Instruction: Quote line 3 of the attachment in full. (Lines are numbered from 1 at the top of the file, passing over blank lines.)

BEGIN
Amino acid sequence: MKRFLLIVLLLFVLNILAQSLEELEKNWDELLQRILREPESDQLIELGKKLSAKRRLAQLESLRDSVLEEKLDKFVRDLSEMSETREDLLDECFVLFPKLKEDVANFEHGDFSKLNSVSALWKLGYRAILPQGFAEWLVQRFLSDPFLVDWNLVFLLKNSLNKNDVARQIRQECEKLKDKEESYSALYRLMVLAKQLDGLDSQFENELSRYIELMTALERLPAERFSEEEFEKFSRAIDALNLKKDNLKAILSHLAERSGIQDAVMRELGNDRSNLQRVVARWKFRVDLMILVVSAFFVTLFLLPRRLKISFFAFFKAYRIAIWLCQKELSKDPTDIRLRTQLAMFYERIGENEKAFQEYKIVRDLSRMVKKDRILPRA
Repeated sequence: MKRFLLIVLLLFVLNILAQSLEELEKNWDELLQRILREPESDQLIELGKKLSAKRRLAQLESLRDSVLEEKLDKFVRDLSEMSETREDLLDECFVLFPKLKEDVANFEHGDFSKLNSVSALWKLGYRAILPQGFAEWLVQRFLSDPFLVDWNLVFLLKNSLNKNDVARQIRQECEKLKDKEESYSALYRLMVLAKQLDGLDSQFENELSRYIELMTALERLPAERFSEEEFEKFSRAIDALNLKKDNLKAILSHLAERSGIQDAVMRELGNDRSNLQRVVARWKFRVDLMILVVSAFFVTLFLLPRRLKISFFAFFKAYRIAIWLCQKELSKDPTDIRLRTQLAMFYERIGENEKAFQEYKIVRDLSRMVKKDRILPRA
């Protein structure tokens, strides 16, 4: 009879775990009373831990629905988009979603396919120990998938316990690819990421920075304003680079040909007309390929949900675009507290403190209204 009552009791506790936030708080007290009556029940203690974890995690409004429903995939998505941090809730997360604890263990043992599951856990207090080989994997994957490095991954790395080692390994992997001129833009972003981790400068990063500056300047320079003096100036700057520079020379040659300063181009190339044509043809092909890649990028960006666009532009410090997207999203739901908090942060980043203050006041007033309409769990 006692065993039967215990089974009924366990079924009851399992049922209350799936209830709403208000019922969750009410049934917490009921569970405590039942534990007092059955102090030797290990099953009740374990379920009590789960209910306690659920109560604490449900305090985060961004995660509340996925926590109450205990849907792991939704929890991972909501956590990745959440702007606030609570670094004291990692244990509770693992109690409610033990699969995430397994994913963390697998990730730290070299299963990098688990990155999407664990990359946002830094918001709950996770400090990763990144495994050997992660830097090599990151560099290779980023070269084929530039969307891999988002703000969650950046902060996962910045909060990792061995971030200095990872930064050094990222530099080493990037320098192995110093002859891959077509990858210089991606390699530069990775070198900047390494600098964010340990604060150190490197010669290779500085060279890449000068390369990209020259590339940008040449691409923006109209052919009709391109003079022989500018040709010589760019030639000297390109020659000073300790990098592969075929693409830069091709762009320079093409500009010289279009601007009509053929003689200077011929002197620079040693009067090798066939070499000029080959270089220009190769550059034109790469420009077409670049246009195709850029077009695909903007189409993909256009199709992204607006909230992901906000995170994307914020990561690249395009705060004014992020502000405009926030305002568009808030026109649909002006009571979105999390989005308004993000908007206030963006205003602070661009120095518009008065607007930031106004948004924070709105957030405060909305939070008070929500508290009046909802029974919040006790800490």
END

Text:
């Protein structure tokens, strides 16, 4: 009879775990009373831990629905988009979603396919120990998938316990690819990421920075304003680079040909007309390929949900675009507290403190209204 009552009791506790936030708080007290009556029940203690974890995690409004429903995939998505941090809730997360604890263990043992599951856990207090080989994997994957490095991954790395080692390994992997001129833009972003981790400068990063500056300047320079003096100036700057520079020379040659300063181009190339044509043809092909890649990028960006666009532009410090997207999203739901908090942060980043203050006041007033309409769990 006692065993039967215990089974009924366990079924009851399992049922209350799936209830709403208000019922969750009410049934917490009921569970405590039942534990007092059955102090030797290990099953009740374990379920009590789960209910306690659920109560604490449900305090985060961004995660509340996925926590109450205990849907792991939704929890991972909501956590990745959440702007606030609570670094004291990692244990509770693992109690409610033990699969995430397994994913963390697998990730730290070299299963990098688990990155999407664990990359946002830094918001709950996770400090990763990144495994050997992660830097090599990151560099290779980023070269084929530039969307891999988002703000969650950046902060996962910045909060990792061995971030200095990872930064050094990222530099080493990037320098192995110093002859891959077509990858210089991606390699530069990775070198900047390494600098964010340990604060150190490197010669290779500085060279890449000068390369990209020259590339940008040449691409923006109209052919009709391109003079022989500018040709010589760019030639000297390109020659000073300790990098592969075929693409830069091709762009320079093409500009010289279009601007009509053929003689200077011929002197620079040693009067090798066939070499000029080959270089220009190769550059034109790469420009077409670049246009195709850029077009695909903007189409993909256009199709992204607006909230992901906000995170994307914020990561690249395009705060004014992020502000405009926030305002568009808030026109649909002006009571979105999390989005308004993000908007206030963006205003602070661009120095518009008065607007930031106004948004924070709105957030405060909305939070008070929500508290009046909802029974919040006790800490």